The first postwar survey of archeological sites in Iraq shows that tens of thousands of artifacts have been dug up and smuggled out of the country or cast aside to disintegrate in the desert.
The situation in the countryside is in sharp contrast to that at Baghdad's National Museum, where curators were able to hide the bulk of their collection. Losses there were actually much smaller than had first been reported.
But away from urban areas, the looting and damage is still continuing, a team of archeologists sent to the region by the National Geographic Society reported Wednesday.
"There are things we will never learn" because of the thefts, said team member Tony J. Wilkinson, an archeologist at the University of Chicago's Oriental Institute. "Evidence is being ripped from the ground, just as you tear pages from a history book."
The team started in Baghdad on May 12 and spent more than two weeks visiting well-known archeological sites around the country, some that had been more or less fully excavated and others that had seen virtually no work.
Although some of the sites were relatively intact, particularly in northern Iraq, others had been plundered. Groups of locals, and perhaps some looters from farther away, had dug large holes through floors, foundations and mounds, looking for valuables for the antiquities black market, a member of the team said.
From the air, sites like Umm al-Hariyat and Larsa "look like a waffle," said McGuire Gibson, also of the Oriental Institute. "They are full of holes, pretty much destroyed."
At some sites, there were 200 to 300 men illegally digging into the mounds, he said. "They would wave at the helicopter as we flew over," Gibson said. At one location, the group's military escort chased another large group off, he said, "but they were coming back to the site as we left."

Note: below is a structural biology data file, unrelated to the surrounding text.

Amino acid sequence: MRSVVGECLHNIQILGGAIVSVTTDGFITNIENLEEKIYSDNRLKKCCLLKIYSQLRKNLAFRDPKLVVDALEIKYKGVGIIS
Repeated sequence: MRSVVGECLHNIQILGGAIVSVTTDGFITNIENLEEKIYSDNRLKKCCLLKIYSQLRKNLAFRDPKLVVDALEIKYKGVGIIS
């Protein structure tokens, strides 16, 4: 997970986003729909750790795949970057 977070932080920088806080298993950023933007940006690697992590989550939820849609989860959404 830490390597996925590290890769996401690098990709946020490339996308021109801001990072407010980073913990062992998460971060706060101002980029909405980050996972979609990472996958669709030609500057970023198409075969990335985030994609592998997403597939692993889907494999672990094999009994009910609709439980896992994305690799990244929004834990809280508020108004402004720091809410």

Team leader Henry Wright of the University of Michigan Museum of Anthropology said that at some sites, thieves have taken only the best items, casting others aside. "The ground is littered with intact pots, human bones from burials, animal bones, carbonized wooden beams, stone tools, even copper artifacts," he said.
Looters have also taken only the best cuneiform tablets, "but if they are fragmentary, people throw them out on the site, and they go back to the dirt," said archeologist Elizabeth C. Stone of Stony Brook University, State University of New York.
The team gave high marks to the military. "Somebody in the U.S. government deserves positive credit for sparing the archeological sites from bombing, and we found nothing but concern and politeness from the military people we encountered," Wright said.
One Marine presented the team with a copper harpoon, probably dating from 1900 BC, that he found at Larsa. The team buried it for preservation, noting the global positioning coordinates so it could be recovered in the future.
Gibson said damage to the National Museum in Baghdad was severe, despite recent media reports that many artifacts had been saved or returned. "It was, in fact, nowhere near as bad as we initially feared, but they have lost several thousand objects. It's not 33," he said, referring to the U.S. administration's estimate of the number of items missing.
Overall, the team visited nine sites in the north and found five with serious evidence of looting.
A ground team visited 10 sites in the south and found eight with serious looting, while a helicopter team visited an additional 13 southern sites and found only three relatively undamaged.
"This was just a rapid assessment of the major sites, but there are hundreds to thousands of other sites of interest" that also may be damaged, Wright said.
Among the findings:
* At the Mosul Museum, there was extensive breakage of statues in the Hatra gallery and "targeted theft" in the Assyrian gallery.
* At the ancient Assyrian capital of Nimrud, two large stone Assyrian reliefs had been stolen from the walls, and thieves were trying to hack out a third when they were interrupted by guards. That panel was damaged by the hacking and bullets from the gunfight.
* At Larsa, now known as Senkereh, there were large holes in the buildings and artifacts had been scattered over the ground.
* The archeological dig at Babylon was intact, but the museum there had been looted and burned.
The group's report can be found on the Web at www.nationalgeographic.com.